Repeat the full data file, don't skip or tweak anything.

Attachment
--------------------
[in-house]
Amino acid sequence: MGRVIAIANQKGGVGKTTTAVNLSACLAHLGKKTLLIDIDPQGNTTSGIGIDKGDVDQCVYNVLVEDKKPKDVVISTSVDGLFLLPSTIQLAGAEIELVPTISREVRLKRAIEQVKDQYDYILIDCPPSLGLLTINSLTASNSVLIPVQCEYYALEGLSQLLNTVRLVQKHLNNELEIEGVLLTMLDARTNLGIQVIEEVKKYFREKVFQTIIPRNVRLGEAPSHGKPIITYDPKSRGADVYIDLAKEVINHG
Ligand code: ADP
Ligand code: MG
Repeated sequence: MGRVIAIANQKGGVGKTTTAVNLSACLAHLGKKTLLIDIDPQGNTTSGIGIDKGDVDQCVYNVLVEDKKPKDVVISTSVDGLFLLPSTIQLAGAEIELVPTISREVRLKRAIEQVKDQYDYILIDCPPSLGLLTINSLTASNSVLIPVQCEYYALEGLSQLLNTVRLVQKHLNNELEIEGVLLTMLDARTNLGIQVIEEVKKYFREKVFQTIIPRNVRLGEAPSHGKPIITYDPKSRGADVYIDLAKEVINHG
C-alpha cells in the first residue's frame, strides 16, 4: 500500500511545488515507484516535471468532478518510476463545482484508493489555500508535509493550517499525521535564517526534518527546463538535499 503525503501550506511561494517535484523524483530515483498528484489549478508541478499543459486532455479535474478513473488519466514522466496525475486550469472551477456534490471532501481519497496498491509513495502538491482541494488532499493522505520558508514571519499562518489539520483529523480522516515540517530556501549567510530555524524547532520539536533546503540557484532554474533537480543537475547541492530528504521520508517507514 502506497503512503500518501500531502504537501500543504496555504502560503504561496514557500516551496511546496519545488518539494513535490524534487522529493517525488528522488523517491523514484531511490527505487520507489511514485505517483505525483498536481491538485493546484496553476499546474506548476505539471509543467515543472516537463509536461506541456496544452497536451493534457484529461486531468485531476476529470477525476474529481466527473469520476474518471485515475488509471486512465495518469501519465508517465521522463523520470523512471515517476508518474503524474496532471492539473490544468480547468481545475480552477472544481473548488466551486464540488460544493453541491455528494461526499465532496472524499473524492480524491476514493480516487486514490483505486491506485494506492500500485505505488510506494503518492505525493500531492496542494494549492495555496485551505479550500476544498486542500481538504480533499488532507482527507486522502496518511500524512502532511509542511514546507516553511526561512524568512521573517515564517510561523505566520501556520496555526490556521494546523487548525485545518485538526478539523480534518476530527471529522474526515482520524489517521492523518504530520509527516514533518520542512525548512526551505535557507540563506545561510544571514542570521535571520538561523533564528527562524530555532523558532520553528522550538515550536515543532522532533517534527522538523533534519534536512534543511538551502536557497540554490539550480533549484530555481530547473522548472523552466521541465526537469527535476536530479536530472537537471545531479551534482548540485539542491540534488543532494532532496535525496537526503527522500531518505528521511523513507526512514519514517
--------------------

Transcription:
[in-house]
Amino acid sequence: MGRVIAIANQKGGVGKTTTAVNLSACLAHLGKKTLLIDIDPQGNTTSGIGIDKGDVDQCVYNVLVEDKKPKDVVISTSVDGLFLLPSTIQLAGAEIELVPTISREVRLKRAIEQVKDQYDYILIDCPPSLGLLTINSLTASNSVLIPVQCEYYALEGLSQLLNTVRLVQKHLNNELEIEGVLLTMLDARTNLGIQVIEEVKKYFREKVFQTIIPRNVRLGEAPSHGKPIITYDPKSRGADVYIDLAKEVINHG
Ligand code: ADP
Ligand code: MG
Repeated sequence: MGRVIAIANQKGGVGKTTTAVNLSACLAHLGKKTLLIDIDPQGNTTSGIGIDKGDVDQCVYNVLVEDKKPKDVVISTSVDGLFLLPSTIQLAGAEIELVPTISREVRLKRAIEQVKDQYDYILIDCPPSLGLLTINSLTASNSVLIPVQCEYYALEGLSQLLNTVRLVQKHLNNELEIEGVLLTMLDARTNLGIQVIEEVKKYFREKVFQTIIPRNVRLGEAPSHGKPIITYDPKSRGADVYIDLAKEVINHG
C-alpha cells in the first residue's frame, strides 16, 4: 500500500511545488515507484516535471468532478518510476463545482484508493489555500508535509493550517499525521535564517526534518527546463538535499 503525503501550506511561494517535484523524483530515483498528484489549478508541478499543459486532455479535474478513473488519466514522466496525475486550469472551477456534490471532501481519497496498491509513495502538491482541494488532499493522505520558508514571519499562518489539520483529523480522516515540517530556501549567510530555524524547532520539536533546503540557484532554474533537480543537475547541492530528504521520508517507514 502506497503512503500518501500531502504537501500543504496555504502560503504561496514557500516551496511546496519545488518539494513535490524534487522529493517525488528522488523517491523514484531511490527505487520507489511514485505517483505525483498536481491538485493546484496553476499546474506548476505539471509543467515543472516537463509536461506541456496544452497536451493534457484529461486531468485531476476529470477525476474529481466527473469520476474518471485515475488509471486512465495518469501519465508517465521522463523520470523512471515517476508518474503524474496532471492539473490544468480547468481545475480552477472544481473548488466551486464540488460544493453541491455528494461526499465532496472524499473524492480524491476514493480516487486514490483505486491506485494506492500500485505505488510506494503518492505525493500531492496542494494549492495555496485551505479550500476544498486542500481538504480533499488532507482527507486522502496518511500524512502532511509542511514546507516553511526561512524568512521573517515564517510561523505566520501556520496555526490556521494546523487548525485545518485538526478539523480534518476530527471529522474526515482520524489517521492523518504530520509527516514533518520542512525548512526551505535557507540563506545561510544571514542570521535571520538561523533564528527562524530555532523558532520553528522550538515550536515543532522532533517534527522538523533534519534536512534543511538551502536557497540554490539550480533549484530555481530547473522548472523552466521541465526537469527535476536530479536530472537537471545531479551534482548540485539542491540534488543532494532532496535525496537526503527522500531518505528521511523513507526512514519514517